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Exonerated While Black: America’s Guilty Secret about Convicting Innocents

Picture: State of Louisiana (PD)

Picture: State of Louisiana (PD)

Sadhbh Walshe writes at the Guardian:

It’s hard to imagine a worse fate than being sent to prison or even being sentenced to death for a crime you did not commit. There’s no way of knowing for sure how many of the over 2 million Americans who are currently incarcerated were wrongfully convicted, but studies estimate that somewhere between 2 and 5% of them, which would amount to up to 100,000 people, may be innocent of their crimes.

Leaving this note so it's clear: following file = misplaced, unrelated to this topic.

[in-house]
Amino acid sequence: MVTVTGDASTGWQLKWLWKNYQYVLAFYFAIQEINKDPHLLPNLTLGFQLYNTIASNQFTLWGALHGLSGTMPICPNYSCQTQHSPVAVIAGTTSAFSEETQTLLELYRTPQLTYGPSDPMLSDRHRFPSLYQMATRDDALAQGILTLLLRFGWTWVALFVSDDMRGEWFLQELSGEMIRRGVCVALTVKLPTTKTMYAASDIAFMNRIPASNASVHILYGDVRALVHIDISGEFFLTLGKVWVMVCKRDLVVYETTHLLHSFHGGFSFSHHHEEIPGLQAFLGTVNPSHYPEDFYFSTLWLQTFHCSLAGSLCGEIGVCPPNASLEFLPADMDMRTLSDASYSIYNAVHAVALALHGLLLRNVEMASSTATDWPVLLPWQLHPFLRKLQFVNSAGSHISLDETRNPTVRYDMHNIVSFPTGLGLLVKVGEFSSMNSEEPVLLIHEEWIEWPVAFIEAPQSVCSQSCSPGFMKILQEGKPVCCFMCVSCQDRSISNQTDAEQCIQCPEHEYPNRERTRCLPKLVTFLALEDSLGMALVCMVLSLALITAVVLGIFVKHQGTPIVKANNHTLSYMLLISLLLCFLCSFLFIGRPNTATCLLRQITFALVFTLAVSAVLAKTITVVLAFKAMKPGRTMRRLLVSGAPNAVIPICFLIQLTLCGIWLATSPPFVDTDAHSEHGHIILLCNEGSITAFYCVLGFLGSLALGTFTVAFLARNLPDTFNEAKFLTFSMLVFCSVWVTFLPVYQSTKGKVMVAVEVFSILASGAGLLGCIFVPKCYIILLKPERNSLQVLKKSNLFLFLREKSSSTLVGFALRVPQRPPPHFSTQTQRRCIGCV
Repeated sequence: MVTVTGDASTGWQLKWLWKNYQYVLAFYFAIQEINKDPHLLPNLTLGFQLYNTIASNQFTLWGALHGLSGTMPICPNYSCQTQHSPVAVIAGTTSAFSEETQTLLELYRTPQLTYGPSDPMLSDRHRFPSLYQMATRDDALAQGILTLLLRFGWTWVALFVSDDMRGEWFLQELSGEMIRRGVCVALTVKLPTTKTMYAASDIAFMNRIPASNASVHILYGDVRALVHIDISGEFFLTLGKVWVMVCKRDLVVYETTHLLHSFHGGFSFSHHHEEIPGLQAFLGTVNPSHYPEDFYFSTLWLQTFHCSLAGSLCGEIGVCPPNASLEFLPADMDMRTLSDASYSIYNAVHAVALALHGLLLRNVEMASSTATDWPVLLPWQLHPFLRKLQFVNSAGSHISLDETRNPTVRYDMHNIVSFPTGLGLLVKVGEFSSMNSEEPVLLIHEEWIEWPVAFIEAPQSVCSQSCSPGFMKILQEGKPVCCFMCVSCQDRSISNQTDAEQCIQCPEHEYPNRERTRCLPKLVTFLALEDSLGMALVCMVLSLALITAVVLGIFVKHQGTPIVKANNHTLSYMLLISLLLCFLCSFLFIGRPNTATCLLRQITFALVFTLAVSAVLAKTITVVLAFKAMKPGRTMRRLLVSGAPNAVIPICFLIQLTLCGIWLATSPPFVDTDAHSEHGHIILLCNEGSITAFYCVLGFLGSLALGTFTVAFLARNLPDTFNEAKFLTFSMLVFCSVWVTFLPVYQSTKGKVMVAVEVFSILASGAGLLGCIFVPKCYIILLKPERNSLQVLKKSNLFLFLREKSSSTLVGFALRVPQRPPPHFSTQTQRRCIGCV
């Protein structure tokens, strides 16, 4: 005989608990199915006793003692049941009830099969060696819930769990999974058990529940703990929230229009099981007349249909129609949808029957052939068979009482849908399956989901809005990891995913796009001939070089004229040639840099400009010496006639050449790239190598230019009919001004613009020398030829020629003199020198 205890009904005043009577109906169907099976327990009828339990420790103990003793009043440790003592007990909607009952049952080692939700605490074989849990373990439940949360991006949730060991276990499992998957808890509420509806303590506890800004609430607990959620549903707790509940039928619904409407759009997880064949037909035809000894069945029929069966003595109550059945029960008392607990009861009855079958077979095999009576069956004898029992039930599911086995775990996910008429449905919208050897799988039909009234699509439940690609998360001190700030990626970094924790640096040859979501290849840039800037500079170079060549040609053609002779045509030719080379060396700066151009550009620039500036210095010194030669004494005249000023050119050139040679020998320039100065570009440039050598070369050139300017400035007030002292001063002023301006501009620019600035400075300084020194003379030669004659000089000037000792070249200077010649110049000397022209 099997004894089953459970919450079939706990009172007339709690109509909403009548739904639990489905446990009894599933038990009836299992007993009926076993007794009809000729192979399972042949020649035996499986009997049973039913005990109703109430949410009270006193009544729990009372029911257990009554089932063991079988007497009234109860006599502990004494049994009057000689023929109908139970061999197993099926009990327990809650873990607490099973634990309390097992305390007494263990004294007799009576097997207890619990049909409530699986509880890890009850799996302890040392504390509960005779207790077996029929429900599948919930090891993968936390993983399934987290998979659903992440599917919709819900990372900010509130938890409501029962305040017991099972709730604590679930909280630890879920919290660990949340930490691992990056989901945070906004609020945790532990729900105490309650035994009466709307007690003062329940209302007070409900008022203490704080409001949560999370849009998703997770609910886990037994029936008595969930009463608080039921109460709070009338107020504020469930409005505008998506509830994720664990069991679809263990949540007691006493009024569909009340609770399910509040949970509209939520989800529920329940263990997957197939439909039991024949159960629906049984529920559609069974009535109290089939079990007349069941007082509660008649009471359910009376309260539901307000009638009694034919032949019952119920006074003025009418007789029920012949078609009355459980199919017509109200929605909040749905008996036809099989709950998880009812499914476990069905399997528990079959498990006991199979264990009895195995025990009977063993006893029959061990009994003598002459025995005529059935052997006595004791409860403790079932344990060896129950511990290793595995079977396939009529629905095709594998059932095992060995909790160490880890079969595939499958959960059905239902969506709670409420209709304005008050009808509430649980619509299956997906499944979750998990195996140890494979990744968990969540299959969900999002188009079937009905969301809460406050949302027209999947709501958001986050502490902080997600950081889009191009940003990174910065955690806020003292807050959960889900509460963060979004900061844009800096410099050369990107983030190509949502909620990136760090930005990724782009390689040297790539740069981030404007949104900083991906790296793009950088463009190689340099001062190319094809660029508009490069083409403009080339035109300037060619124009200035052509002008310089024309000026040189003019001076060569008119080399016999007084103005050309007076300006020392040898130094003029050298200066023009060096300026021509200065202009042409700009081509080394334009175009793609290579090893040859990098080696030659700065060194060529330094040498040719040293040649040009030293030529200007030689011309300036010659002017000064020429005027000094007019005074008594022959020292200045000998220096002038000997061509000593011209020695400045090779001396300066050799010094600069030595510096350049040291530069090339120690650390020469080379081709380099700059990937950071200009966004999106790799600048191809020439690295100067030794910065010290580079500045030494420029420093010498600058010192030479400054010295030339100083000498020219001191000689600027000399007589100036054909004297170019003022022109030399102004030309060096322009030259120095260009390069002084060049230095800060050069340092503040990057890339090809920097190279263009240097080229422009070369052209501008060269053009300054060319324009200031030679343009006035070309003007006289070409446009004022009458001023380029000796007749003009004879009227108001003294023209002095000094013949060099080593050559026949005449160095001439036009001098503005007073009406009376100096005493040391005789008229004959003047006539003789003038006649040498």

What we do know, however, is that since 1989, more than 1,000 people, some of whom have spent decades in prison, have been exonerated (pdf). We also know that of that number. more than half were black and male; and their treatment by the criminal justice system, post release, is not a whole lot better than it was prior to their incarceration.

In 1989, the 16-year-old Shareef Cousins was convicted on eyewitness testimony of a murder he didn’t commit, and was sentenced to death.

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